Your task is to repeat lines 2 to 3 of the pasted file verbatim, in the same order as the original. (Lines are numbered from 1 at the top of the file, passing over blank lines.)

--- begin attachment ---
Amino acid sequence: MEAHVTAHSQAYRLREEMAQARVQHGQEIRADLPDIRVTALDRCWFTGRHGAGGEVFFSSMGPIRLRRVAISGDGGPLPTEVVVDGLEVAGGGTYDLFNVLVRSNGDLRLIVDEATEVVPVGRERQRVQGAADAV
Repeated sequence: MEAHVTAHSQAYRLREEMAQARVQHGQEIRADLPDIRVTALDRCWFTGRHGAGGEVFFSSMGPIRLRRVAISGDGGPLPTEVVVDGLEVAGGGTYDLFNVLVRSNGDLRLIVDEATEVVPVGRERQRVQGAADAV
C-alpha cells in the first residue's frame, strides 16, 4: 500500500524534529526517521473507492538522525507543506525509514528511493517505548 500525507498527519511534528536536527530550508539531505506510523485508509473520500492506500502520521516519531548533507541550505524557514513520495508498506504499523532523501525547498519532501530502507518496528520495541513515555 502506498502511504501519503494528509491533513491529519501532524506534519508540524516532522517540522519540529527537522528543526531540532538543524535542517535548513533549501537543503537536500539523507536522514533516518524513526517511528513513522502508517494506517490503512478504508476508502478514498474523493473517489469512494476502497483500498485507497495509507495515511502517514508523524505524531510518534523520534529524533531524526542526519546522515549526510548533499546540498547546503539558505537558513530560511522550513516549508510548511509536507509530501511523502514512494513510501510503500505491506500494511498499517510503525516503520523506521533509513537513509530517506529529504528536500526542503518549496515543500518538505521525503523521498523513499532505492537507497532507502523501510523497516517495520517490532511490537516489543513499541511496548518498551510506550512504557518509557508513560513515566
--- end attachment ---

Repeated sequence: MEAHVTAHSQAYRLREEMAQARVQHGQEIRADLPDIRVTALDRCWFTGRHGAGGEVFFSSMGPIRLRRVAISGDGGPLPTEVVVDGLEVAGGGTYDLFNVLVRSNGDLRLIVDEATEVVPVGRERQRVQGAADAV
C-alpha cells in the first residue's frame, strides 16, 4: 500500500524534529526517521473507492538522525507543506525509514528511493517505548 500525507498527519511534528536536527530550508539531505506510523485508509473520500492506500502520521516519531548533507541550505524557514513520495508498506504499523532523501525547498519532501530502507518496528520495541513515555 502506498502511504501519503494528509491533513491529519501532524506534519508540524516532522517540522519540529527537522528543526531540532538543524535542517535548513533549501537543503537536500539523507536522514533516518524513526517511528513513522502508517494506517490503512478504508476508502478514498474523493473517489469512494476502497483500498485507497495509507495515511502517514508523524505524531510518534523520534529524533531524526542526519546522515549526510548533499546540498547546503539558505537558513530560511522550513516549508510548511509536507509530501511523502514512494513510501510503500505491506500494511498499517510503525516503520523506521533509513537513509530517506529529504528536500526542503518549496515543500518538505521525503523521498523513499532505492537507497532507502523501510523497516517495520517490532511490537516489543513499541511496548518498551510506550512504557518509557508513560513515566